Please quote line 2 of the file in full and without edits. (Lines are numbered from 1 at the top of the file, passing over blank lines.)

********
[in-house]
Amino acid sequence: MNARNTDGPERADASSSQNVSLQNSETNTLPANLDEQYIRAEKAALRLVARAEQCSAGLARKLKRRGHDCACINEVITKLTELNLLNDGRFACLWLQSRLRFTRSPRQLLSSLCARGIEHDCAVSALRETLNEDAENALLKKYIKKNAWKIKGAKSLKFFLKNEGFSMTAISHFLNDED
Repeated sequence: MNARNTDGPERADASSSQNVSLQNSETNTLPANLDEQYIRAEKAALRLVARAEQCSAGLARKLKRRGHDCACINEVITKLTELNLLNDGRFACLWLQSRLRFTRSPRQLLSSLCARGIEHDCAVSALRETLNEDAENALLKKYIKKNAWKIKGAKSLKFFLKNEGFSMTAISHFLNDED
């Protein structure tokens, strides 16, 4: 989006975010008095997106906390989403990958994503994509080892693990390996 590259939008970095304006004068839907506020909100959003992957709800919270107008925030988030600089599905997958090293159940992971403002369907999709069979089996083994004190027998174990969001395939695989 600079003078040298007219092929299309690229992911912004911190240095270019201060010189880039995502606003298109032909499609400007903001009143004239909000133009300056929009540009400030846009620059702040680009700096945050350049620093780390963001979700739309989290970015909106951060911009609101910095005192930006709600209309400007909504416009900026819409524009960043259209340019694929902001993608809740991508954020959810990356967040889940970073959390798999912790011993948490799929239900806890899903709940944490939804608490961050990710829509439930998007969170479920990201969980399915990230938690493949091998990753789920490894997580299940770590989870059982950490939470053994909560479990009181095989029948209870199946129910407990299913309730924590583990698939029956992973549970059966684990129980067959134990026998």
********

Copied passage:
Amino acid sequence: MNARNTDGPERADASSSQNVSLQNSETNTLPANLDEQYIRAEKAALRLVARAEQCSAGLARKLKRRGHDCACINEVITKLTELNLLNDGRFACLWLQSRLRFTRSPRQLLSSLCARGIEHDCAVSALRETLNEDAENALLKKYIKKNAWKIKGAKSLKFFLKNEGFSMTAISHFLNDED